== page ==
Elizabeth Swensen is a willowy blonde with a degree in Classics, an alto singing voice and a sly smile. She’s also an IndieCade-award-winning game designer, designated an entrepreneur to watch in Forbes magazine’s “30 under 30” a few years back. Brand-new in her current gig as Assistant Professor of Art and Design at UCSC, Swensen’s games explore narrative structures—how the ability to change a game’s storyline affects the player’s emotional response. In other words, she’s interested in interactive gaming beyond the world of competitive violence.
“Oh, I love the violent video games too,” she chuckles. “I grew up with them.” But her current projects are distinctly educational and interactive. “I’m interested in creating a mix of physical and installation games,” she reveals, showing me images from a recent project on her computer. Board games, card sets, and books—including Alice in Wonderland—line one wall of her office overlooking UCSC’s music building and the ocean beyond. “I’m sort of a jack of all trades as far as games go,” Swensen admits. But she clearly favors physical games—they often begin as cards before they’re translated into more costly digital form—games that offer choices, that send the players to dictionaries, which in turn generate new role options.
“My underlying interest is self-expression, absolutely,” she says. “Absolutely” is a frequent Swensenism. “I define games as expressive art pieces that someone is engaged in with another participant.”
So games for her aren’t necessarily rule-governed. In Swensen’s game world, winning and losing might not be as important as emotional outcomes.
Growing up in Sonoma, Swensen played “a lot of video games. But we played outdoors too, and made up our own games. All children are game designers,” she believes, making up rules to make-believe games. After studying Classics at Willamette University—“I loved Latin poetry”—chance conversation with a colleague on a visit to Prague led to her consider video games seriously. She applied to the Interactive Media MFA program at USC. “I got accepted and just jumped at it,” she says.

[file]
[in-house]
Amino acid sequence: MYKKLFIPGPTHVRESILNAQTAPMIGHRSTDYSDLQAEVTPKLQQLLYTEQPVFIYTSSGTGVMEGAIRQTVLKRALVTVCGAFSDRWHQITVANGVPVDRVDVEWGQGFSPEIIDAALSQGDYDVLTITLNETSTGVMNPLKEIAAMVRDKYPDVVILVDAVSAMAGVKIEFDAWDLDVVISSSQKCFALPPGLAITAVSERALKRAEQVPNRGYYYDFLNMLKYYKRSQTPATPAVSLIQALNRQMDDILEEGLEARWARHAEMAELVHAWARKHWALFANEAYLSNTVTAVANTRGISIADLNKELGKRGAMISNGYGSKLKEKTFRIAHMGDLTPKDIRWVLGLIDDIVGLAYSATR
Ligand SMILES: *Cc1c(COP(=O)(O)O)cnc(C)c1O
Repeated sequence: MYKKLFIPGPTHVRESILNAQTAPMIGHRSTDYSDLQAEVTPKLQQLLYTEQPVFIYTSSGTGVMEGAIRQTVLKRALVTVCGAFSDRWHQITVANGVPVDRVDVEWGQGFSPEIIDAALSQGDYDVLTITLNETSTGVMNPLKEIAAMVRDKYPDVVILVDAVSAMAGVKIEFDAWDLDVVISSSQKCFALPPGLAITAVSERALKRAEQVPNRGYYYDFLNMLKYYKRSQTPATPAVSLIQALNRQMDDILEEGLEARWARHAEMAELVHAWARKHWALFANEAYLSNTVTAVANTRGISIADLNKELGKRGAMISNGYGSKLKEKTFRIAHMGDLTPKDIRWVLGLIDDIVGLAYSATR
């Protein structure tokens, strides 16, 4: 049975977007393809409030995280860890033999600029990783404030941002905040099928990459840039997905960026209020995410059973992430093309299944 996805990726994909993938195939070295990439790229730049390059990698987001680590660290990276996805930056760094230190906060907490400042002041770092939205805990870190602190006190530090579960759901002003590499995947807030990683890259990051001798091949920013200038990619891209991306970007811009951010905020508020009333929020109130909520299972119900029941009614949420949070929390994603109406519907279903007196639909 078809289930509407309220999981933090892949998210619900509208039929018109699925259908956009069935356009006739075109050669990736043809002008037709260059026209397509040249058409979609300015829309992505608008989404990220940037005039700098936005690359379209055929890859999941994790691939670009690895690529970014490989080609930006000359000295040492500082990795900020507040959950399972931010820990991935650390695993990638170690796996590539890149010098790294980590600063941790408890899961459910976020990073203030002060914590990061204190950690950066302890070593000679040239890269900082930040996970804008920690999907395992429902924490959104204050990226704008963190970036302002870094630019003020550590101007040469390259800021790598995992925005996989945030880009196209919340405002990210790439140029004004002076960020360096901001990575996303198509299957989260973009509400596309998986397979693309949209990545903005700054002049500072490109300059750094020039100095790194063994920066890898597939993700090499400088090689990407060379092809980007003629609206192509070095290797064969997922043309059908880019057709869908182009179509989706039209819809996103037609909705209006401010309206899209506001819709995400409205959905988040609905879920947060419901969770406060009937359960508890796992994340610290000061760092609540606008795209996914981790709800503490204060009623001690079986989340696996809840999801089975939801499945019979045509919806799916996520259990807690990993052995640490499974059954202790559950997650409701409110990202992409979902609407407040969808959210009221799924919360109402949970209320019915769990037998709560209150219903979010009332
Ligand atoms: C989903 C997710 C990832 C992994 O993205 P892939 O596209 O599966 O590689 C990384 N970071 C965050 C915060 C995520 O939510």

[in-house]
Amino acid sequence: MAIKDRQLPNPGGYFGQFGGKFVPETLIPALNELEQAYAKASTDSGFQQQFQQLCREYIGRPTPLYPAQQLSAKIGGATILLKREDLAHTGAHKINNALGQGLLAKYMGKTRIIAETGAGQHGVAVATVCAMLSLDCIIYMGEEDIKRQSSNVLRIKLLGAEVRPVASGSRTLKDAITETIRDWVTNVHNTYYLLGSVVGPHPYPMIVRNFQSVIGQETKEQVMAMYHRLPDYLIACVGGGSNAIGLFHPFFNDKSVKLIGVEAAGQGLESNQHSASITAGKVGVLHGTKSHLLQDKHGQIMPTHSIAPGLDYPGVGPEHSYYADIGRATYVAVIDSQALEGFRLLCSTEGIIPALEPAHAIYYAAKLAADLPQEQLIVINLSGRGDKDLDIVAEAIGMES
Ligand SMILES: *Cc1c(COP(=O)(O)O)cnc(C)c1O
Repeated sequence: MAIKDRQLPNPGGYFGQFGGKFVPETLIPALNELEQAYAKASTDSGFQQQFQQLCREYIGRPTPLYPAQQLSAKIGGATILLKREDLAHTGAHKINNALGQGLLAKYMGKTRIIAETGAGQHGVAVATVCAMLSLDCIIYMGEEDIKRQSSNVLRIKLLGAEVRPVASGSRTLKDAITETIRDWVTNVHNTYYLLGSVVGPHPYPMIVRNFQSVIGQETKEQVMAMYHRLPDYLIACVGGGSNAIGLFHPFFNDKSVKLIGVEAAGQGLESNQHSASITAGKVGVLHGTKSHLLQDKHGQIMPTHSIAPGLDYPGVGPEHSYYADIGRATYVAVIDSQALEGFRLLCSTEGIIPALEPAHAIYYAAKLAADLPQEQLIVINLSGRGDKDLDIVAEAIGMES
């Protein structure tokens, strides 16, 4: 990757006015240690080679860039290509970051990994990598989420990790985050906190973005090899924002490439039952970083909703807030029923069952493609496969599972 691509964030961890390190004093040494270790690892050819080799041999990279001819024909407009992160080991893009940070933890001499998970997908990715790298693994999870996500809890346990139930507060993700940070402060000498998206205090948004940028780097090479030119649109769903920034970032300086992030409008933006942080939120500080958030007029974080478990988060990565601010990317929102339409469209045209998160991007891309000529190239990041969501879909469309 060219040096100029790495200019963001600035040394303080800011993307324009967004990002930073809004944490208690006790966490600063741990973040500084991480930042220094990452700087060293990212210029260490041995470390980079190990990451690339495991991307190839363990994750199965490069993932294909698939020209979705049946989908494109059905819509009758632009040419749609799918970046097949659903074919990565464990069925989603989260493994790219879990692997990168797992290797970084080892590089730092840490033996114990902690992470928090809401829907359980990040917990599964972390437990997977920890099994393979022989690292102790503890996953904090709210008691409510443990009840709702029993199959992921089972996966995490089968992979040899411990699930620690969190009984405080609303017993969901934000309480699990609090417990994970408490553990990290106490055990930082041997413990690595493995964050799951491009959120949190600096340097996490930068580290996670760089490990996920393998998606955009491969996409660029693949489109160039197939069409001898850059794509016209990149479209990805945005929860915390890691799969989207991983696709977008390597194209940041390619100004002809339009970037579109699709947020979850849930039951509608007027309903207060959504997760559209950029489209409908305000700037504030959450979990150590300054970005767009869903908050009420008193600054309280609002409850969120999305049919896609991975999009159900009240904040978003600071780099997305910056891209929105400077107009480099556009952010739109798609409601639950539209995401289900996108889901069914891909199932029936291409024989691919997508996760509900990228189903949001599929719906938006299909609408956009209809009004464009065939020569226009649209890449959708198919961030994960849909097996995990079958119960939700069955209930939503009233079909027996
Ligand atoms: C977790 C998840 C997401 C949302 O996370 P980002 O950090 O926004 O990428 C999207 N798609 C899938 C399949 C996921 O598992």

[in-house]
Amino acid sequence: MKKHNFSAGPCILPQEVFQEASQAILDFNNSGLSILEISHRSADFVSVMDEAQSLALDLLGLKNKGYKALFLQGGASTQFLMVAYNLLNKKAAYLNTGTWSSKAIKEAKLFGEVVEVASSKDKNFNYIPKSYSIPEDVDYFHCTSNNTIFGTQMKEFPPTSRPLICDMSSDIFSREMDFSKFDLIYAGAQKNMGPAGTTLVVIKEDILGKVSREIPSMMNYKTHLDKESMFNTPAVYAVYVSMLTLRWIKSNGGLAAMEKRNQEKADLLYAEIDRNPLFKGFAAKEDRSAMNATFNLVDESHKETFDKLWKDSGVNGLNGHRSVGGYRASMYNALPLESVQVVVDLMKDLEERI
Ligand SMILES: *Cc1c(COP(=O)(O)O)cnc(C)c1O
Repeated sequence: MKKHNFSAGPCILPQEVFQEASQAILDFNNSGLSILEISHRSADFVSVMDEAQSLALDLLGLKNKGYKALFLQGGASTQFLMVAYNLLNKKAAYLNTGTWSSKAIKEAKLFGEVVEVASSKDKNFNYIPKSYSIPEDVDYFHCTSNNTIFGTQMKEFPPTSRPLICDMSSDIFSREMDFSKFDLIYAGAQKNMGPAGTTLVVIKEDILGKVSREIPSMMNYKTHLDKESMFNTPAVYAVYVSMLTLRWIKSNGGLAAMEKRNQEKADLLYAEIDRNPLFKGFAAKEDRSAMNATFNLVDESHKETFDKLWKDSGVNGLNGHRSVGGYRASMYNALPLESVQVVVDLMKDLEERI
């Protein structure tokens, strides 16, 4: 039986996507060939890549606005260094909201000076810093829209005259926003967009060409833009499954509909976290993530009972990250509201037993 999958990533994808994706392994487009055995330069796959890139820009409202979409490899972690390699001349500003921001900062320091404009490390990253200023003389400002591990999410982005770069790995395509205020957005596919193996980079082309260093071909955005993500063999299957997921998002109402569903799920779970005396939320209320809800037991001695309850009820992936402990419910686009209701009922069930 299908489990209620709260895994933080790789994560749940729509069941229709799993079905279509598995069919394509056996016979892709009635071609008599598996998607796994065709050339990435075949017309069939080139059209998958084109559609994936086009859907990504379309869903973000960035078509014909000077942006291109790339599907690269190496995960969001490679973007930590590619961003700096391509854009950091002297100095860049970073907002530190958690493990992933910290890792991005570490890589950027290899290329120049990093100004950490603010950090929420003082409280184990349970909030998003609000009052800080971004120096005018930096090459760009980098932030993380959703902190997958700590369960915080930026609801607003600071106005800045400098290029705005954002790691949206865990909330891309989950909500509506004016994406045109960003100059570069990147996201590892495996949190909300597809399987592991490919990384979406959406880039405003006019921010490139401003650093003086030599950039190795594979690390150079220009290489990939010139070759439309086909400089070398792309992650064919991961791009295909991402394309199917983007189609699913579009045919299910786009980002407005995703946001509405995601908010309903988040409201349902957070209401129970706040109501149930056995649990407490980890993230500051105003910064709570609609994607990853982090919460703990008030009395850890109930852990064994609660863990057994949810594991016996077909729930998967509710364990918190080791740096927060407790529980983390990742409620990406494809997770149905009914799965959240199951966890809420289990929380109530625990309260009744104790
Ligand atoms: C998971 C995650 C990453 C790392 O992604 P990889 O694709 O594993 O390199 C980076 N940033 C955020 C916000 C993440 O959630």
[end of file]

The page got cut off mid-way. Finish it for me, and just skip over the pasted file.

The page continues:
Like most game designers, Swensen can program. “I can do basic scripting tasks, but my real expertise is in narrative and experience design,” she says. Her process can begin with a series of experiments and prototypes. Sometimes just simple shapes, figures, or cards out of paper. “Then we ask what the player can do in the game. We need a playable idea. We might practice a role-playing situation. Here we begin to get into the aesthetics of play. The games are competitive yet with an emotional outcome,” she explains.
Once the game has been tested, “you begin digitizing. That takes the most people—animators, artists, engineers. And depending upon the game, you might need a sound designer, or a composer, user interface design, character design.” And for all that you need graduate student assistants and money.
“In my work I’m targeting different expressive outcomes, not just violence. There’s already market saturation in that area,” she laughs. “The ecosystem of games is broad, but not as broad as it could be. I’m interested in how we can use games for social outcomes. I tend to make games for readers. Think visual novels that invite moral decisions, rather than games about racing and shooting.”
Her Master’s project was a celebrated iPad creation called “The Witch,” a role-playing game in which players take the role of a girl who has been labeled as a witch. Identity construction in an interactive context. Swensen’s interest in learning games led to “Application Crunch,” which helps introduce underserved middle school students to strategies for college planning. The cards offer opportunities, but they can also specify disasters. The player has to learn to make choices in order to juggle time and opportunities. Like life.
After five years as a researcher with the Game Innovation Lab at USC’s School of Cinematic Arts, Swensen left that dream job last year to come to UCSC, partly because the game design program was not in Engineering, but in the Arts. “That’s unusual,” she observes. “And I wanted to be surrounded by artists and expressive media, not just engineers.”
What’s next? “Well, ‘The Witch’ still haunts me. Right now I’m working on an update to that game,” she says, one that will expand the conversations she’s having about women’s involvement in the sciences and mathematics.
Swensen believes she’s good at her work “because I’m comfortable being a dabbler rather than an expert. I ask questions, I still love the Classics, and I engage in other forms of art, like music. And I love to cook—which is another kind of creative, expressive project,” says the willowy game designer. “I have no private life right now.”